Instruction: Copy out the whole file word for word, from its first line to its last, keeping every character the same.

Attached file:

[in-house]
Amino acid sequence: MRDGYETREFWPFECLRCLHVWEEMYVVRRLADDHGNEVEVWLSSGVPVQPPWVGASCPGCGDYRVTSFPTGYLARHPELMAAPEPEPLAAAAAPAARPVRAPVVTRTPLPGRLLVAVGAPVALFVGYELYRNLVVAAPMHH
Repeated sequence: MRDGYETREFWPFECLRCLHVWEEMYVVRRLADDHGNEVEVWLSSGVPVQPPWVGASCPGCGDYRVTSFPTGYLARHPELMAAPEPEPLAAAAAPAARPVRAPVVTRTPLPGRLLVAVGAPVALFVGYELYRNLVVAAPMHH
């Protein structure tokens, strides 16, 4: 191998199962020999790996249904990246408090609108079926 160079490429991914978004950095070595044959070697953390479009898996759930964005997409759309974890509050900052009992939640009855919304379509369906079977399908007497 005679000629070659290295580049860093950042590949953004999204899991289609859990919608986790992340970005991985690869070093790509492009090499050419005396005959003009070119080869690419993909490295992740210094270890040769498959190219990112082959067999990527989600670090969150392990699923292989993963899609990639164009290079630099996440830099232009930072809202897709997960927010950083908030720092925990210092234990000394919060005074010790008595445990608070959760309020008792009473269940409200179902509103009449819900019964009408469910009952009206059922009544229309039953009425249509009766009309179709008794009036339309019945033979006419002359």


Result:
[in-house]
Amino acid sequence: MRDGYETREFWPFECLRCLHVWEEMYVVRRLADDHGNEVEVWLSSGVPVQPPWVGASCPGCGDYRVTSFPTGYLARHPELMAAPEPEPLAAAAAPAARPVRAPVVTRTPLPGRLLVAVGAPVALFVGYELYRNLVVAAPMHH
Repeated sequence: MRDGYETREFWPFECLRCLHVWEEMYVVRRLADDHGNEVEVWLSSGVPVQPPWVGASCPGCGDYRVTSFPTGYLARHPELMAAPEPEPLAAAAAPAARPVRAPVVTRTPLPGRLLVAVGAPVALFVGYELYRNLVVAAPMHH
């Protein structure tokens, strides 16, 4: 191998199962020999790996249904990246408090609108079926 160079490429991914978004950095070595044959070697953390479009898996759930964005997409759309974890509050900052009992939640009855919304379509369906079977399908007497 005679000629070659290295580049860093950042590949953004999204899991289609859990919608986790992340970005991985690869070093790509492009090499050419005396005959003009070119080869690419993909490295992740210094270890040769498959190219990112082959067999990527989600670090969150392990699923292989993963899609990639164009290079630099996440830099232009930072809202897709997960927010950083908030720092925990210092234990000394919060005074010790008595445990608070959760309020008792009473269940409200179902509103009449819900019964009408469910009952009206059922009544229309039953009425249509009766009309179709008794009036339309019945033979006419002359």